First off I enjoyed reading this book and I found it rather interesting, so I do suggest buying it.
If you already know and despise Dan's style, ignore this review and don't buy it of course.
That said, I still have some mixed feelings about it, mostly derived by having read his other books and viewed a few videos online.
I really liked the workflow approach of this book, where the chapters follow the suggested order of the workflow steps (including a summary at the end of the boook).
What I didn't like as much was the repetition. I feel like there is some degree of repetition within this book - maybe you won't notice and it will be useful to you, but to me it made the book less interesting.
The other two books will also explain some topics with more detail so I felt like this book was sometimes targeted at beginners but other times, lacking certain information, to people who already ready his in-depth Lab book.
In conclusion: if you manage to read all three books as I did you will end up learning a lot of things. Professional Photoshop could be probably skipped but I strongly suggest reading the Lab book (the latest edition is from 2015, so even newer than this book).
Certain things that are better explained on one book, other things are better in the other book, while other times reading about a same topic twice, albeit in different ways, helps grasping the concept.
In this book, Dan generously shares what he's learned over the last 2 or 3 decades. As an added bonus, there is a companion web site with many informative videos. Beyond that, he has made available--for free--a Photoshop plug-in that takes the tedium out of his approach.
It still requires that you use your brain, however--it's just that you can use your brain to think about what the photo needs, not to think about how to execute complicated techniques. The only somewhat challenging parts are the initial adjustment of color using curves ("so that there is nothing obviously wrong with it") and possibly the subsequent contrast enhancement. After those are done, there are a number of tools and actions that can be used with ease, sometimes just to see what happens. The final results are usually big improvements, sometimes spectacularly so.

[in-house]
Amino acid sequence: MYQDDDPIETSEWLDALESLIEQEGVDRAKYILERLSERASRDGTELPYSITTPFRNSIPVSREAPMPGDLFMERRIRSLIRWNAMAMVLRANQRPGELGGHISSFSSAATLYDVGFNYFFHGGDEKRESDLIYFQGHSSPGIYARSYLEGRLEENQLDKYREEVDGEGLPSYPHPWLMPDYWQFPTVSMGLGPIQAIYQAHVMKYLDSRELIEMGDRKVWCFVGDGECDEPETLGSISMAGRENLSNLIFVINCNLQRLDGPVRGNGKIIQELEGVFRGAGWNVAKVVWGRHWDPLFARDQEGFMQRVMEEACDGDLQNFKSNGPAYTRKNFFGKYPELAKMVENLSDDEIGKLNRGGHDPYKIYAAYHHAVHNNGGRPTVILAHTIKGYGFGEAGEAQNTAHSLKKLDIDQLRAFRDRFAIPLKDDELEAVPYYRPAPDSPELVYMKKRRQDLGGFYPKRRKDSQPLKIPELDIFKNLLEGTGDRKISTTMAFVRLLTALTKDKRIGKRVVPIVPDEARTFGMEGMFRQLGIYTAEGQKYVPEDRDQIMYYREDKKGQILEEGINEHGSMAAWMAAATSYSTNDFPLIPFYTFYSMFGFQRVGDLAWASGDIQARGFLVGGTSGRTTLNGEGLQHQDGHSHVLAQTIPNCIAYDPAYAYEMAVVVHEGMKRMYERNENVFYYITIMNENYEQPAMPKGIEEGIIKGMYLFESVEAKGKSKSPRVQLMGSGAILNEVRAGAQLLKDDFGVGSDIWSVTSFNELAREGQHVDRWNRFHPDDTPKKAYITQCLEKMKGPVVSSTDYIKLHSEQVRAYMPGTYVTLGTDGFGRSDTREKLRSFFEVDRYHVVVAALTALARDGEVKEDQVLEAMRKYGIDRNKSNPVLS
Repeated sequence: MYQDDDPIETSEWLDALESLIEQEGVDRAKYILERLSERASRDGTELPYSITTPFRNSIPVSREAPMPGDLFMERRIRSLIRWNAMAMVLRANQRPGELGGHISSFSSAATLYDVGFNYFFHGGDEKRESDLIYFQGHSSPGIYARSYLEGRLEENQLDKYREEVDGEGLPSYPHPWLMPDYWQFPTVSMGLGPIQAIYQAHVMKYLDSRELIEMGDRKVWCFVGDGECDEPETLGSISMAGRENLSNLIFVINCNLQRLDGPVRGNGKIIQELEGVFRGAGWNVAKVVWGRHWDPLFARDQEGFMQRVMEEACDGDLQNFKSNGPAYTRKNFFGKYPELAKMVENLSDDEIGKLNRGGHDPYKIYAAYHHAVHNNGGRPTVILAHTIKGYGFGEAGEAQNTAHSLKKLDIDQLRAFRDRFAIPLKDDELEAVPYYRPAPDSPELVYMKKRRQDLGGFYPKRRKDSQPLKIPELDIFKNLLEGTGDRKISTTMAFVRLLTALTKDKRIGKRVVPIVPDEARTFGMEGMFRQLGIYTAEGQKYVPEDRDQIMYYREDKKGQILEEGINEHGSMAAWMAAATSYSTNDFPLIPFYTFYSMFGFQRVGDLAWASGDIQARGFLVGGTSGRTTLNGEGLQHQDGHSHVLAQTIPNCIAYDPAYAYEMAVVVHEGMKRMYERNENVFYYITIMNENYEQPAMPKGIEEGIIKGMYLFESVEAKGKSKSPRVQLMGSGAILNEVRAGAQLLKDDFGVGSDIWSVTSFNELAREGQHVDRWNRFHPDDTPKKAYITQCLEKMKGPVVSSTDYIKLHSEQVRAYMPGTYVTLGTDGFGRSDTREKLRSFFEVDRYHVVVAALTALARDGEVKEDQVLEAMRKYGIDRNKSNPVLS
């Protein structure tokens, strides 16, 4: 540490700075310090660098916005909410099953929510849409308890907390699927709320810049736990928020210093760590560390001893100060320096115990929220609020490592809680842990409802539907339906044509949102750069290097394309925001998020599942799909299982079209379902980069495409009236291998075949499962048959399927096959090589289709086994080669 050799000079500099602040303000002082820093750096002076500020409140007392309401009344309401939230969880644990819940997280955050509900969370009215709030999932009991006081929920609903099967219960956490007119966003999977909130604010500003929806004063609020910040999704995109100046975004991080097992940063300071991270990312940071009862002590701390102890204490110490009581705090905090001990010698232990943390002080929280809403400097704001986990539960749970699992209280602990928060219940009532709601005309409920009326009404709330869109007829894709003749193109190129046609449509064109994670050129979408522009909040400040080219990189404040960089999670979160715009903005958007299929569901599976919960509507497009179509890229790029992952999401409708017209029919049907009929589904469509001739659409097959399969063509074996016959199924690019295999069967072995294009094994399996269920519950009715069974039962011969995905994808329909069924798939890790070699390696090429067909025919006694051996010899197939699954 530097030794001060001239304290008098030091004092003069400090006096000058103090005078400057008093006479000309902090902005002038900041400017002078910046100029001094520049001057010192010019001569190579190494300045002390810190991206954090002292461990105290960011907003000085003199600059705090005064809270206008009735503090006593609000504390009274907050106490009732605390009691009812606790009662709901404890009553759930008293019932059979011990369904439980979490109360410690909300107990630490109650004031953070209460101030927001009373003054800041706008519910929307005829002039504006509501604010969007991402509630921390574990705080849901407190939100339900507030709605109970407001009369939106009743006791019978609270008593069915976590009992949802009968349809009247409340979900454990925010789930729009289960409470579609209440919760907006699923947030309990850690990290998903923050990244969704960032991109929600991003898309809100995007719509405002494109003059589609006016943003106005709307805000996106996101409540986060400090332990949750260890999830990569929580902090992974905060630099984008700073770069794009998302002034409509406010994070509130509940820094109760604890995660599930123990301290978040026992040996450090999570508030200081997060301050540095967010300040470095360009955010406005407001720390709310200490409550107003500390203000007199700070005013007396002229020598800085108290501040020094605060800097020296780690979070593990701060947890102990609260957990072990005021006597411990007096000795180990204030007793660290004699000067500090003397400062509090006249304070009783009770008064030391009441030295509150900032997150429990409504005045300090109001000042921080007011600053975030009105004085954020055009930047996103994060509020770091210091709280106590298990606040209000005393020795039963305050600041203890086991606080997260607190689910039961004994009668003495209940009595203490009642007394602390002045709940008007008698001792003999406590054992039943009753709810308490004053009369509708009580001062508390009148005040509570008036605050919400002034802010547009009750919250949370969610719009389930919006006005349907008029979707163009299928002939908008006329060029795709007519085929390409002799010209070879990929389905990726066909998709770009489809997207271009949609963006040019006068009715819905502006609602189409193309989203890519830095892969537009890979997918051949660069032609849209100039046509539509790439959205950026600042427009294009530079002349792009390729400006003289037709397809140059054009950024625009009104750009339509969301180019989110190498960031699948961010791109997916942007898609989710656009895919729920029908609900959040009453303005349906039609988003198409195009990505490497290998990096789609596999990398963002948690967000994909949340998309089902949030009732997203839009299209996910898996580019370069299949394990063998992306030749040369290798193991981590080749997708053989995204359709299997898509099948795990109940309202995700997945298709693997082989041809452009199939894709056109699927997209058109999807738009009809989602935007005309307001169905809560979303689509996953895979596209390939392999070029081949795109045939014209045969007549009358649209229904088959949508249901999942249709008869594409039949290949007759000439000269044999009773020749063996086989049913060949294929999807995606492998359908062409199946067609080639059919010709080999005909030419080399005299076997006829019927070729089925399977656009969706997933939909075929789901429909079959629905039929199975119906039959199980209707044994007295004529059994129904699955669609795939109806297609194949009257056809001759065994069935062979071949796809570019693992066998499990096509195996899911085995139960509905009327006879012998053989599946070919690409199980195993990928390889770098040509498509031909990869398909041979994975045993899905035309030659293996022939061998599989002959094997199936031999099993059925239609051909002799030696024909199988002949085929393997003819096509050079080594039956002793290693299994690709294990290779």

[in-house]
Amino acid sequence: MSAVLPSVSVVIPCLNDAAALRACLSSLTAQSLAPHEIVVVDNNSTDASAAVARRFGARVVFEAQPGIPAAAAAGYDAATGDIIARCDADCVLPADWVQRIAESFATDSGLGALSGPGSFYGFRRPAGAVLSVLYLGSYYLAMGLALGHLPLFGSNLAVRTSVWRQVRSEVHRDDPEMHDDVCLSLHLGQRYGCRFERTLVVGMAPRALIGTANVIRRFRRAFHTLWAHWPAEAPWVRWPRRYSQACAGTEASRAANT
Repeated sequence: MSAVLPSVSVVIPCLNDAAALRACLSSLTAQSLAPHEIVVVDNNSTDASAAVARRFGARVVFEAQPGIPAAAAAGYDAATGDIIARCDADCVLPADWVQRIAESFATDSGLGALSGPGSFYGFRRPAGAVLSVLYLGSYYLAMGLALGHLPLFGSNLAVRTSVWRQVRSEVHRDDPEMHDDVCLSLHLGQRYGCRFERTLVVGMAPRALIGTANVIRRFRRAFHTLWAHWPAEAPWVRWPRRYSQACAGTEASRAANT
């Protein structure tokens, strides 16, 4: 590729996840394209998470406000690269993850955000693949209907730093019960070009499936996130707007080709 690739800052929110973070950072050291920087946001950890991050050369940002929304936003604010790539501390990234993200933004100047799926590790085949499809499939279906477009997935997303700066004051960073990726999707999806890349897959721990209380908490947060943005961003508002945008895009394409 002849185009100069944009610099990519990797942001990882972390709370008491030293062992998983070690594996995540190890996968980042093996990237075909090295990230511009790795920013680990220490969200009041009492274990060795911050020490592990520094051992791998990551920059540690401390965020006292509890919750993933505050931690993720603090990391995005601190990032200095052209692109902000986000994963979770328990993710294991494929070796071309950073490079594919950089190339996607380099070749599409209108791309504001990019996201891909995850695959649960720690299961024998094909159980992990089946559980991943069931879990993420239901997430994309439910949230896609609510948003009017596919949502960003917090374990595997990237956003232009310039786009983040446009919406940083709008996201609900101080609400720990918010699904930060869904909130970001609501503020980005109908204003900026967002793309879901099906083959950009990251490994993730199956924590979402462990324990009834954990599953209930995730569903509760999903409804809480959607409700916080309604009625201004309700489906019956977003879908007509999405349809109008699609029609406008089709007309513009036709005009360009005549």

Dan's approach is unorthodox. For example, he suggests that the user aim to spend no more than 3 minutes on a correction. If additional time is available, he recommends developing another correction rather than spending more time on the first one, and then to blend the best of both for the final correction. One of the videos on the companion web site blends 8 separate such corrections, and the final result is superior to any of the individual corrections. I have been practicing, and though I don't quite have the speed down to 3 minutes per image, I am definitely beginning to understand the virtues of the multiple-corrections-then-blend style.
The book itself is delightfully written. Dan is extremely literate and his writing combines wit with technical detail, suffused with intelligence. It is a very enjoyable read. He has structured most chapters so that the first half tells you the basics and the second half provides extensive technical detail, and he invites readers to feel free to skip the second half if they just want to learn the main aspects of the approach. The second halves definitely get technical, and will repay repeated readings. But the first halves are considerably less demanding yet packed with useful information, especially if you are eager to try out the techniques to see what they can do.
I definitely recommend this book to anyone interested in the state-of-the-art in color correction.